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77W RTE2 ETOPS data entry

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No probs ... & we never touched RTE 2 once :blink:


Steve Bell

 

"Wise men talk because they have something to say.  Fools talk because they have to say something." - Plato (latterly attributed to Saul Bellow)

 

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Plot your ETP LATLON on a FIX Page & the Time in ZULU overhead the same ETP in the same FIX Page - that way if you are going to early or late the green doughnut will move forward or behind the said FIX on the ND - also useful - ETOPS is all about time.

 

I really like this, gonna try it next trip... LOL your description of the diversion to Cold Bay... reminded me of 'The High and The Mighty.'


Dan Downs KCRP

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Interesting thread didn't know you could enter a time on the same fix page as the ETP will try that on my next flight

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Just to highlight the relationship between plotted LATLONs & plotted ARPTs using the FIX Page & PREDICTED ETAs entered at LSK 6R on the FIX Page(es) I have taken a couple of 'screenies' as I make my may across the Pacific today ...

 

The first picture shows the plotted ETOPS ENTRY point entered into FIX Page 2/4 in relation to KSFO & a 420NM range ring around it (420NM represents 1hrs still air flying time where the aircraft enters the ETOPS area). 

 

The PFPX OFP gave a LATLON for this ETOPS Entry Point (EEP) & an ETA which is taken from the take off time.  By 'summing' the leg times on the PLOG you can enter the time into LSK6L in the same FIX Page & see the relationship between the plotted EEP & the ETA.   As you can see the green 'doughnut' is placed directly over the plotted FIX showing out ETOPS entry point.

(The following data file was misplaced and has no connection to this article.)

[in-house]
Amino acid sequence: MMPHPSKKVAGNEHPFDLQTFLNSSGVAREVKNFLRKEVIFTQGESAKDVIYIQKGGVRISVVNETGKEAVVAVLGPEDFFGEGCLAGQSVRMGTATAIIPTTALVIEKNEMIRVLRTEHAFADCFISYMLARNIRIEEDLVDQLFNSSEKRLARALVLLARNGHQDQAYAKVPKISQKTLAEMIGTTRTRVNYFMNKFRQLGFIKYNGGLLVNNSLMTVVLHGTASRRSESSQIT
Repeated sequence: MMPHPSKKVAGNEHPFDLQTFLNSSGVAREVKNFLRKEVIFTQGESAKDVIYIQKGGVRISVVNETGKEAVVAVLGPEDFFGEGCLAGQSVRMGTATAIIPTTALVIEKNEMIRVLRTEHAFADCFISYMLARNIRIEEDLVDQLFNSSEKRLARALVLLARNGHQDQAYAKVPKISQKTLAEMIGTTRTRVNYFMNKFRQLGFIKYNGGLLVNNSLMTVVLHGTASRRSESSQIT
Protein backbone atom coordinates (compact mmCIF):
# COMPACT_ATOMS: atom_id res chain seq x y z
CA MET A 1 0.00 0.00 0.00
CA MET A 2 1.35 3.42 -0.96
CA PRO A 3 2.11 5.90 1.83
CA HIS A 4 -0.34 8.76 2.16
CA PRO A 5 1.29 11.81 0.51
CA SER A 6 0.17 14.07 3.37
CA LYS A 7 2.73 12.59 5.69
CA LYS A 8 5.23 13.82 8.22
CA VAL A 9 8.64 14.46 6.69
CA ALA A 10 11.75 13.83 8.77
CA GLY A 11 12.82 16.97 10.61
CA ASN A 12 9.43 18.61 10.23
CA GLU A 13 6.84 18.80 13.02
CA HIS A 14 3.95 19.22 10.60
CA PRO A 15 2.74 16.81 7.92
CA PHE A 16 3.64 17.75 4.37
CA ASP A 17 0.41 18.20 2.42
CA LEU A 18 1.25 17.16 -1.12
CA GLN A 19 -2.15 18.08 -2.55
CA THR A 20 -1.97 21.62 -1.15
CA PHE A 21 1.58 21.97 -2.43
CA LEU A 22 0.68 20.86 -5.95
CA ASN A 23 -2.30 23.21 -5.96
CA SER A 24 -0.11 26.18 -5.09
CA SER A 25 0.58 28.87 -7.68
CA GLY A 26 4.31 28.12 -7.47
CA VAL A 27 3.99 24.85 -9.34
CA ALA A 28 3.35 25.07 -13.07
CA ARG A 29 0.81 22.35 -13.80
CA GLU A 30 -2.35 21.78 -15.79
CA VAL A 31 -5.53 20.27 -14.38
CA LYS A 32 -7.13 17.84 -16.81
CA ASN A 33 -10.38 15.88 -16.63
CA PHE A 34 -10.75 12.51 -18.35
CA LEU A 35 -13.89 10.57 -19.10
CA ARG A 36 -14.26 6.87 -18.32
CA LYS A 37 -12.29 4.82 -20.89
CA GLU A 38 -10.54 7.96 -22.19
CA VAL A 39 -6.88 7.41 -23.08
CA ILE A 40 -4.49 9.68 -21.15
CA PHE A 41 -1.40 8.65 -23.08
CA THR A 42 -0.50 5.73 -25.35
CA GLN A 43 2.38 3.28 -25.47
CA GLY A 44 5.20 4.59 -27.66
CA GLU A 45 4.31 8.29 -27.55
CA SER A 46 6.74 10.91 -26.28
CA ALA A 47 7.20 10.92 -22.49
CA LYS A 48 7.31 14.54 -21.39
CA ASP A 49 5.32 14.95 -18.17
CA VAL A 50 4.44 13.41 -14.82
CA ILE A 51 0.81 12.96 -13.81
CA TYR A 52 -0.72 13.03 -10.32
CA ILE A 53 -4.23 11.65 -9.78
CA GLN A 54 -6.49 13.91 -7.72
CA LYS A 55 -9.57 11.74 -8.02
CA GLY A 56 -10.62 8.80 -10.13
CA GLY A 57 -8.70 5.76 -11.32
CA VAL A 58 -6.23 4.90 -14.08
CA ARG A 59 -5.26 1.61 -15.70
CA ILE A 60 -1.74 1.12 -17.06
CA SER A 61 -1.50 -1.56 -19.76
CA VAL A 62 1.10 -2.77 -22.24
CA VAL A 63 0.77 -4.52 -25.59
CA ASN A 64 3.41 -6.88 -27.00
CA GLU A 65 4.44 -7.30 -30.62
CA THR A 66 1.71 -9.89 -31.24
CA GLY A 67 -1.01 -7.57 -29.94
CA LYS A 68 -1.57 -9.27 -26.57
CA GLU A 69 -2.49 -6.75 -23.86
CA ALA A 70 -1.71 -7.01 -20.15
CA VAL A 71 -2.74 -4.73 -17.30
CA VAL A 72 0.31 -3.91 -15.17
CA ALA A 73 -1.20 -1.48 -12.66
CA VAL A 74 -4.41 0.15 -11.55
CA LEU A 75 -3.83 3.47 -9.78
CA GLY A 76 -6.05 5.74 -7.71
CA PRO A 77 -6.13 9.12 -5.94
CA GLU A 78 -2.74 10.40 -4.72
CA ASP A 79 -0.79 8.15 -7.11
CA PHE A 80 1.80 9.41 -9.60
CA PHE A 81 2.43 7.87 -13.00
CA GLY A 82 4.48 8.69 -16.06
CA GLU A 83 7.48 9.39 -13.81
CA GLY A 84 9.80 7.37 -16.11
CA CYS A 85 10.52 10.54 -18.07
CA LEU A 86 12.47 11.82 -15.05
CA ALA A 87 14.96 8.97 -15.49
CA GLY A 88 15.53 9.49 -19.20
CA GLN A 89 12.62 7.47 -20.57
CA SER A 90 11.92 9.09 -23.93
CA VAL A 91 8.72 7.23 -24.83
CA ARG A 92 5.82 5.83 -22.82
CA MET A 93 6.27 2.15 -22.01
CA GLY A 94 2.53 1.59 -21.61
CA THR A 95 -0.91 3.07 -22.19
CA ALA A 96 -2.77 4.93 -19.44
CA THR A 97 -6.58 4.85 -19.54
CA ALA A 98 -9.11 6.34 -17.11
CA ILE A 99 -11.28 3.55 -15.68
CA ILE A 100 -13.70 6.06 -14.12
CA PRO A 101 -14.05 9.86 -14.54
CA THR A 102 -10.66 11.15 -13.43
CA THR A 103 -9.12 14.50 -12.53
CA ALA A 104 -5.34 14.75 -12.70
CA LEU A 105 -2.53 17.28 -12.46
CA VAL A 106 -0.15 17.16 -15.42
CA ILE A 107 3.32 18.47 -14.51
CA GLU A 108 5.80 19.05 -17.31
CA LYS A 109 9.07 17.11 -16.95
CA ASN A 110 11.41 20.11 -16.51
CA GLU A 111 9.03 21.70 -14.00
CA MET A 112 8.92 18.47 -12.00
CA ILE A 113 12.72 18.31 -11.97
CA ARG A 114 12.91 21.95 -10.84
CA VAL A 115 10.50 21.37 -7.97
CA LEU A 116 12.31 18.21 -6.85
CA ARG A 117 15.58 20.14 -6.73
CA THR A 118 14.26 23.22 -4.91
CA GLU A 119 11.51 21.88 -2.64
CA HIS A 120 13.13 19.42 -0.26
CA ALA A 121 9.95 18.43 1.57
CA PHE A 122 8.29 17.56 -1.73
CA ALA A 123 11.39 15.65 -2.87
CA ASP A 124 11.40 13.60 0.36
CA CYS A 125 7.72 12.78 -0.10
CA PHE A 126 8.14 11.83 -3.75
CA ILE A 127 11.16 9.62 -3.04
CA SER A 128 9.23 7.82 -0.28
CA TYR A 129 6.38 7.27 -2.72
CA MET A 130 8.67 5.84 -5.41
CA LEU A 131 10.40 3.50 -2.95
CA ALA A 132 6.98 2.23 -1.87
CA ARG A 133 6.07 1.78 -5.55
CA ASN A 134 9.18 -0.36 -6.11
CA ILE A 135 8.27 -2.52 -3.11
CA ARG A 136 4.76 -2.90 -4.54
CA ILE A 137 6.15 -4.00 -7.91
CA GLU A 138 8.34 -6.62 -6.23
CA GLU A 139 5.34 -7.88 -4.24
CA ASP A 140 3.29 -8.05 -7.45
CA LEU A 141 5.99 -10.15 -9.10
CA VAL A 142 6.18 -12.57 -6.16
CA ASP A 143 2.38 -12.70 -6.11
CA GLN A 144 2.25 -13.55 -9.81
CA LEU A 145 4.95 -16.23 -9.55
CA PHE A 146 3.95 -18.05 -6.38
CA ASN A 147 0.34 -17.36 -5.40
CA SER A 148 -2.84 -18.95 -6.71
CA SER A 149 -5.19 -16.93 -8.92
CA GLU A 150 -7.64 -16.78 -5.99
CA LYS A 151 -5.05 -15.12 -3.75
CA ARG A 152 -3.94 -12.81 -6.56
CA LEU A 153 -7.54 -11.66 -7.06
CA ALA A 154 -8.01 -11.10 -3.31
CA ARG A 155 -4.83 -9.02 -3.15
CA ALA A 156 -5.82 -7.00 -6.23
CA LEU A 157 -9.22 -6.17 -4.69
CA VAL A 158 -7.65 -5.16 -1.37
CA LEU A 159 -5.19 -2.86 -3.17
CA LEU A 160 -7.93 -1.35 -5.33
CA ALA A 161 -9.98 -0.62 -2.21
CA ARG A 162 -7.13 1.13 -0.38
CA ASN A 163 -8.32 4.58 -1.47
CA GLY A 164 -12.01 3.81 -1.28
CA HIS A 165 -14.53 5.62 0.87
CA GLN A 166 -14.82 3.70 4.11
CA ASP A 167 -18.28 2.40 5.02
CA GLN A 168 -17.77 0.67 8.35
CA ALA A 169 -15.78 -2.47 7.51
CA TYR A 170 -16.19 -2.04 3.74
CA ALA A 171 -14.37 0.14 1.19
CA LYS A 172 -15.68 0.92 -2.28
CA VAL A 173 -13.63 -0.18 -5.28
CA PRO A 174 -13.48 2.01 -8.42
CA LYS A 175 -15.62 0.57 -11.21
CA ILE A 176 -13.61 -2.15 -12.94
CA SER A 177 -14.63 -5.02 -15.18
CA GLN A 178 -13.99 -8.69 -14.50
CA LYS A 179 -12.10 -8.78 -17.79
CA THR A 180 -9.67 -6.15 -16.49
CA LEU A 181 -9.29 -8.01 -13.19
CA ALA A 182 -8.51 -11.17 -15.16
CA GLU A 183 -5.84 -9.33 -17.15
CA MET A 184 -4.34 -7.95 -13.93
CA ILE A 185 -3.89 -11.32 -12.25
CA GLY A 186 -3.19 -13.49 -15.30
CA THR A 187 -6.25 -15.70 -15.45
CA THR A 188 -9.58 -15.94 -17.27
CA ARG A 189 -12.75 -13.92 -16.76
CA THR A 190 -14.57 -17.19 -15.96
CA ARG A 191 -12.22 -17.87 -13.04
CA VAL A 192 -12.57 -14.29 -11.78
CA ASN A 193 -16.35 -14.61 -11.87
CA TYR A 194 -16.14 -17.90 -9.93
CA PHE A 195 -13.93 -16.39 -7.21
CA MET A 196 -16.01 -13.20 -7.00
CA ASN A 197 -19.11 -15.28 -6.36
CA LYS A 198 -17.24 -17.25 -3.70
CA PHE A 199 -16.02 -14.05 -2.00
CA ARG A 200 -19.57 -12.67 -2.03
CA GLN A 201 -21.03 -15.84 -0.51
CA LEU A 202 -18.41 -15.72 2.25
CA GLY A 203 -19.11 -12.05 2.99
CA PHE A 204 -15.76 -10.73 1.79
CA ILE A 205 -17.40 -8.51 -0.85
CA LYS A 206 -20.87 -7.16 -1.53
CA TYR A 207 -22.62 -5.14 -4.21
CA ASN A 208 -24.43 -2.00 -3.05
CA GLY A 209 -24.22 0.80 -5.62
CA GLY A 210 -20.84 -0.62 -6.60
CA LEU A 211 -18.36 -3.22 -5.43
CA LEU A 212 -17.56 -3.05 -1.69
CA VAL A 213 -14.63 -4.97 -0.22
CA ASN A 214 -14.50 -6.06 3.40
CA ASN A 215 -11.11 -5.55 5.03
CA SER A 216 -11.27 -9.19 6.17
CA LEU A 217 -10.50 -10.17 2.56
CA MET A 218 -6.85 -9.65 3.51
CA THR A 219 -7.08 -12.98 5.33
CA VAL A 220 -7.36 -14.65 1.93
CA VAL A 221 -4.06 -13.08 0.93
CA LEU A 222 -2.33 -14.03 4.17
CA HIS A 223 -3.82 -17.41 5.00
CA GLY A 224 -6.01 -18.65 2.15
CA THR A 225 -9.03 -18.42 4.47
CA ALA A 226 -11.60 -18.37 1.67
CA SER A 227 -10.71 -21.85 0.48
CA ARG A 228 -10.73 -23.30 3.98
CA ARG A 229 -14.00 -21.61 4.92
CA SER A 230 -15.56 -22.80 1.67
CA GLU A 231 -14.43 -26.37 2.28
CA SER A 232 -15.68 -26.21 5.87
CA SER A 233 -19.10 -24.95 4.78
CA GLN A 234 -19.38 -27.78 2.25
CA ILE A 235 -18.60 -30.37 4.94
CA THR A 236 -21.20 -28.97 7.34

R48upwq.jpg

 

By that time we should have contacted our dispatcher & confirmed our ETOPS Alternate suitability regarding weather etc.

 

The next picture shows our first ETOPS pair of KSFO & CYVR with the ETP plotted & the associated ETA displayed.  As both airports are within the range of the ND I have drawn a 420NM (1hr) circle around them:

 

CY8NF8m.jpg

 

This picture Shows the ALTN Page.  The DIVERT NOW> prompt is already set up for KSFO so if required a few presses of a button & we are on our way the nearest alternate:

 

hd0fmcm.jpg

 

The flight is progressing well ... we are well into the ETOPs 207 regime & the Alternates are now CYVR & PANC & they have along with the others for the route have been entered into the ALTN Page.  The ARPT Button on the EFIS on my side has been pressed & as you can see small blue arrows now point to these chosen ARPTs.  My personal choice is to not keep these arrows displayed permanently as I like an uncluttered ND (like my small brain!)  The distances are now huge & we are rapidly approaching the point where range rings drawn around ARPTs plotted into FIX Pages become in my own mind more of a hindrance than a help so while I still enter the ARPTs into the FIX Pages I dispense with the actual range rings (A note for the 744 v 2.0 - range rings can only be drawn out to 511NM in any case IRL).

 

B6iqNub.jpg

 

We never touched RTE 2 once.  Hope this makes things clearer.


Steve Bell

 

"Wise men talk because they have something to say.  Fools talk because they have to say something." - Plato (latterly attributed to Saul Bellow)

 

The most useful tool on the AVSIM Fora ... 'Mark forum as read'